Just a few years ago, Eastman Kodak (NYSE: EK) looked set to go the way of the dodo bird. Obituaries for this former "Nifty Fifty" stalwart were being written at a furious pace as the digital photography revolution seemingly passed the company by. But Kodak has staged a phoenix-like rise as massive cost cuts led to a -95% reduction in the company’s operating loss last year. In fact, the company turned a profit in the December 2009 quarter for the first time in recent memory.
But shares are taking it on the chin in Thursday trading, shedding nearly -15% as the company’s quarterly results came in below forecasts. So was it all just a dream? Not really. Eastman Kodak is indeed far healthier now, as sales of digital photography equipment and inkjet printers are now growing at a solid clip, offsetting the terminal decline of the traditional film business. The company is also benefiting from impressive royalty revenue for its patents.
Of course, this is a company that has seen its workforce shrink from 70,000 in 2002 to a current 20,000, so Kodak is unlikely to ever again be a tech titan. But shares do possess real value - if the newer products can continue to offset the declining legacy business. However, there’s no need to buy shares just yet. That’s because analysts had been too aggressive in their profit forecasts, and will likely need to ratchet them down - that could pressure shares further in coming sessions. Once shares have found a floor, you’ll be looking at a company that sports a price/sales ratio of less than 1.0, which is not bad for a technology company with solid gross margins. Also of note, the company now has more cash than debt for the first time in a long time.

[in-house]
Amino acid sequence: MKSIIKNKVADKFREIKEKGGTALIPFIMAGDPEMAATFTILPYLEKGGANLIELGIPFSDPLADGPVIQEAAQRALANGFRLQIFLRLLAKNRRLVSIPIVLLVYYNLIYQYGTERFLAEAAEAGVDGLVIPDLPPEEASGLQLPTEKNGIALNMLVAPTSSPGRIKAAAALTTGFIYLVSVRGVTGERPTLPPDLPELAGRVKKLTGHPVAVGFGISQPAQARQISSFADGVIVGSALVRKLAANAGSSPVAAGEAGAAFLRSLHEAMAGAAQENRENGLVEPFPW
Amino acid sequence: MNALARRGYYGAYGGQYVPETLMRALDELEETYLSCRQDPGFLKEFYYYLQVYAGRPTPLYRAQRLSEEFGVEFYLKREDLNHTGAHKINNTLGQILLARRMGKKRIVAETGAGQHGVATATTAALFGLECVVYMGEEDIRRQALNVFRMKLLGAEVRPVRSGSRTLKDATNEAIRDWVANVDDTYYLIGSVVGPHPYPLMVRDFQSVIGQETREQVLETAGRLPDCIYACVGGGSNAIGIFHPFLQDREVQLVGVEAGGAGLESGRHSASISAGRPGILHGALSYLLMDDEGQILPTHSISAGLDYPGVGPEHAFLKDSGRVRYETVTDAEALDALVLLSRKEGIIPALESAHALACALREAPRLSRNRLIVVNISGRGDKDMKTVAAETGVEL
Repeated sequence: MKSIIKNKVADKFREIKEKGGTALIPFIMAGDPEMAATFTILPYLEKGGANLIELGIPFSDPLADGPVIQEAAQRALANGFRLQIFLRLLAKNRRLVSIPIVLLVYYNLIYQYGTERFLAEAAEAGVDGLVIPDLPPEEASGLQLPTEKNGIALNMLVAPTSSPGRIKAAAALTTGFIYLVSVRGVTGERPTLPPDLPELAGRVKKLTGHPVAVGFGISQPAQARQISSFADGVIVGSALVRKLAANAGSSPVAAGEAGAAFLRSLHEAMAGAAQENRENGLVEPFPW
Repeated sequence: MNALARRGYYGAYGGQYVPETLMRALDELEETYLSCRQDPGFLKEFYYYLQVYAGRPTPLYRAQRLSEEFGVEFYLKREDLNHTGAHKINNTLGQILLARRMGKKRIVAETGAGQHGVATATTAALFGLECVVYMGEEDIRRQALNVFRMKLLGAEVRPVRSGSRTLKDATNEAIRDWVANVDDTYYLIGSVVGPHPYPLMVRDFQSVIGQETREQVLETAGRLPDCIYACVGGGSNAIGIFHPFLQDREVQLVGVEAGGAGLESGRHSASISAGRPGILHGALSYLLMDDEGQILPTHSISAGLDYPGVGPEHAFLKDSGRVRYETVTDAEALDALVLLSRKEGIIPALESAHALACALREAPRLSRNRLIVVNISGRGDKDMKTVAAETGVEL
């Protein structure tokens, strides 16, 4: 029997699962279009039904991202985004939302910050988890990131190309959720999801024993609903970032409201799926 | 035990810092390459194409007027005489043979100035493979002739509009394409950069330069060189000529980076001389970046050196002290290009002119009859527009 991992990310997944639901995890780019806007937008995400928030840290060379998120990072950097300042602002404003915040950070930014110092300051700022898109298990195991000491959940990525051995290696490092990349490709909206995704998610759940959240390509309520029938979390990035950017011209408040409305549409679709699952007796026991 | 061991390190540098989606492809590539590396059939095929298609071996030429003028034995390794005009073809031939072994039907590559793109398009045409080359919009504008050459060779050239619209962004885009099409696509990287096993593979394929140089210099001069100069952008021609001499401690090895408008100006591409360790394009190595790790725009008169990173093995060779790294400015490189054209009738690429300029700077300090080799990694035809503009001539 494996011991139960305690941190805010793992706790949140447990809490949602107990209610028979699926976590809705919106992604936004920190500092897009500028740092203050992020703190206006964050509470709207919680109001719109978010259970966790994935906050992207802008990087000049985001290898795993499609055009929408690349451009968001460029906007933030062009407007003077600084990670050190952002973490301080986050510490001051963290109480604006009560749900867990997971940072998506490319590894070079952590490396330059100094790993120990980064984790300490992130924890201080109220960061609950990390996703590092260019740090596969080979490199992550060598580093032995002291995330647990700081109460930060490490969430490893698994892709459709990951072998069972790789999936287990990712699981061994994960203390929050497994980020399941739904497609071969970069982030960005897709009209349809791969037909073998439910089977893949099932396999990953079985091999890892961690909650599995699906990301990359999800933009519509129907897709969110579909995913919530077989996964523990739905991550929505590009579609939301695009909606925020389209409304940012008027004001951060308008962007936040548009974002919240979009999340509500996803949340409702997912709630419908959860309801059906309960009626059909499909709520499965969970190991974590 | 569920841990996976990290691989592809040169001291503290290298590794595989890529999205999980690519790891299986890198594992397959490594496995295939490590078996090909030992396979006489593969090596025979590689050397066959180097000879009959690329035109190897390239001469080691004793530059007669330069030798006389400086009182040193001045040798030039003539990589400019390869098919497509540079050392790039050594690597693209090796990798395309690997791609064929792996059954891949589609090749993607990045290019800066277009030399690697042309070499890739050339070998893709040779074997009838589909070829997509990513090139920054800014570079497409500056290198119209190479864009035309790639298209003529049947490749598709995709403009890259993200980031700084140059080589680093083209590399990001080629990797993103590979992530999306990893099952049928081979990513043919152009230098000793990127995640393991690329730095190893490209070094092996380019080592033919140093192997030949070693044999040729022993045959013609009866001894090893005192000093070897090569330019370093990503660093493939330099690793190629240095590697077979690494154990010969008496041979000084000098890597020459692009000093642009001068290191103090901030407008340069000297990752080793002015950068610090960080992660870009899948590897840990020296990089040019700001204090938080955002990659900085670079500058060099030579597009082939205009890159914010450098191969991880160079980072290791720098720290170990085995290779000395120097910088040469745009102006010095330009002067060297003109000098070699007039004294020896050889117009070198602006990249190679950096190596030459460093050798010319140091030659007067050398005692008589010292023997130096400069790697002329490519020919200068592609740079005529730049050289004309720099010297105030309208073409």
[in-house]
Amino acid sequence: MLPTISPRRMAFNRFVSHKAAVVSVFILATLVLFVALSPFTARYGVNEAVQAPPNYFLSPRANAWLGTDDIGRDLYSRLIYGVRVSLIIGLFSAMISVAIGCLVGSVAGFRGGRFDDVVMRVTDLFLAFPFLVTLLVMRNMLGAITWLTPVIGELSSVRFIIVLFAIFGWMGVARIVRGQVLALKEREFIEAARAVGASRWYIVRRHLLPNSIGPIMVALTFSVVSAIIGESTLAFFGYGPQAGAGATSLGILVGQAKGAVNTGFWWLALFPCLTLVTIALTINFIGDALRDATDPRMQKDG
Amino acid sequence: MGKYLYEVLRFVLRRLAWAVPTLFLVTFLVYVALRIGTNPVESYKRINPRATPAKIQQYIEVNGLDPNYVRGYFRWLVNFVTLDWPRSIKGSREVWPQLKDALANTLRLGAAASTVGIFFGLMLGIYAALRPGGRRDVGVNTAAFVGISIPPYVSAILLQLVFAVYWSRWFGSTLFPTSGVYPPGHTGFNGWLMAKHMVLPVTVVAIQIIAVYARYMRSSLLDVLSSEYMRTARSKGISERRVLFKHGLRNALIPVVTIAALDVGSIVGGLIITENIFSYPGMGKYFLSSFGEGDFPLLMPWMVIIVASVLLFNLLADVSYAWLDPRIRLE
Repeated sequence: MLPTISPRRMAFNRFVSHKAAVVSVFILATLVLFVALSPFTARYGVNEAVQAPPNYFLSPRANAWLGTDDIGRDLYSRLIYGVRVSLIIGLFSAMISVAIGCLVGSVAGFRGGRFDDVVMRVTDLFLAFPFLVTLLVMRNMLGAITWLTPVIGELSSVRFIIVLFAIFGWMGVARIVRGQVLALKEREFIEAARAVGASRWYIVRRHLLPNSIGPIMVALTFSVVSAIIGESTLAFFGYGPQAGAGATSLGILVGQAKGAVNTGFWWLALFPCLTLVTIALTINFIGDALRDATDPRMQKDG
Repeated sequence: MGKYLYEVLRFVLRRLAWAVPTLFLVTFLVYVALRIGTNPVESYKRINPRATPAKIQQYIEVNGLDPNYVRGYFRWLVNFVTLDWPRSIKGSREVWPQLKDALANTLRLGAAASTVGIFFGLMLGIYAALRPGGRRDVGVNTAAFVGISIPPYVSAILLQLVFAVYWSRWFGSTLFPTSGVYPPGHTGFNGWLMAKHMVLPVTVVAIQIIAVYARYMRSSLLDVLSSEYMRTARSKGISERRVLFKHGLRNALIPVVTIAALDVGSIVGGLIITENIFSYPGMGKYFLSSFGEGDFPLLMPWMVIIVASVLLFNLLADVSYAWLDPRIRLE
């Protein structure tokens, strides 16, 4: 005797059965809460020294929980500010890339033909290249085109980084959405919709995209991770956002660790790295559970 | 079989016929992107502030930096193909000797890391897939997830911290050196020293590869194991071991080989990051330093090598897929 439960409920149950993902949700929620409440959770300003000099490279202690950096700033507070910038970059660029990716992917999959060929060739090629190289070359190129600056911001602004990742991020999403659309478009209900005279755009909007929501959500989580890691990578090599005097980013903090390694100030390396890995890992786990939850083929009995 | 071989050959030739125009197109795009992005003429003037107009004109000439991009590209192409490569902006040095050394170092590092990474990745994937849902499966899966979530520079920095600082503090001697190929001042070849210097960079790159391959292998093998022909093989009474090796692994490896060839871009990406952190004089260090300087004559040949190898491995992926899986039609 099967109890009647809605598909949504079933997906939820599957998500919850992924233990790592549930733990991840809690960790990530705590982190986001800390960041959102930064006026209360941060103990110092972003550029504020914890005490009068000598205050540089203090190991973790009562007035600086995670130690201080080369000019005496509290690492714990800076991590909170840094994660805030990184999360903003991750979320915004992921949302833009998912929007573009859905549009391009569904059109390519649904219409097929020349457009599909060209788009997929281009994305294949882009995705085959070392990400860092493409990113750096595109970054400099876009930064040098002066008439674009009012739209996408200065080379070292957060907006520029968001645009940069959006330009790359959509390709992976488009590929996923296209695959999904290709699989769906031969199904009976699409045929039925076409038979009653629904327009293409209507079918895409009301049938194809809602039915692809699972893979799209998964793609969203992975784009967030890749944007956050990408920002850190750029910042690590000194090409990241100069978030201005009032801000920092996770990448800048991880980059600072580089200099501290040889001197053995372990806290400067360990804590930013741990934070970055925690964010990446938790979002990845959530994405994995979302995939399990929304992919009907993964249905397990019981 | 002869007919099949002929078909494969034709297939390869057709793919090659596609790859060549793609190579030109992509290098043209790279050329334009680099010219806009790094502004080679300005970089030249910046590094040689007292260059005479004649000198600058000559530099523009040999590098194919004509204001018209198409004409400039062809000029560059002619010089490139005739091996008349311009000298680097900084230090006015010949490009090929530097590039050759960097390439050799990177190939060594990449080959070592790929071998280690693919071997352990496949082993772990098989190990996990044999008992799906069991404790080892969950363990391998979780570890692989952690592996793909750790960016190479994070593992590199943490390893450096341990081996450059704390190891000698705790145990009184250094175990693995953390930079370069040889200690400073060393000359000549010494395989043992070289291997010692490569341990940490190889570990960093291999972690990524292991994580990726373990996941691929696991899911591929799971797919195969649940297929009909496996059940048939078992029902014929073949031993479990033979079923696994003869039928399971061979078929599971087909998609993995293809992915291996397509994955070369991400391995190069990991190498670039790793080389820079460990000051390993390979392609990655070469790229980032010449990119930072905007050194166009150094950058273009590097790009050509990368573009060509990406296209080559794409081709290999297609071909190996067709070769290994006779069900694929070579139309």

Executives at companies are well aware that acquisition announcements can punish a company’s stock, as investors fear a dilution in profits. That’s why these announcements are often paired with positive news, such as the release of strong quarterly results. Harman International Industries (NYSE: HAR), which makes high-end audio equipment, tried to slip a Brazilian acquisition past potentially wary investors - to no avail. Even though the company topped quarterly estimates, shares are still off nearly -20%. That’s quite a haircut, and probably also the result of profit-taking after shares had been steadily and robustly climbing during the past year. Investors are likely disappointed as well that profits only modestly beat forecasts after blowing past forecasts in the prior two quarters by a very large margin.
Audio electronics is a mature industry, and the price-to-earnings ratio (P/E) of 20 times projected earnings does not look to expand much beyond current levels. You may see a modest bounce back after today’s selling has abated, but it does look like the stock has largely topped out after a strong trading trend during the past 12 months.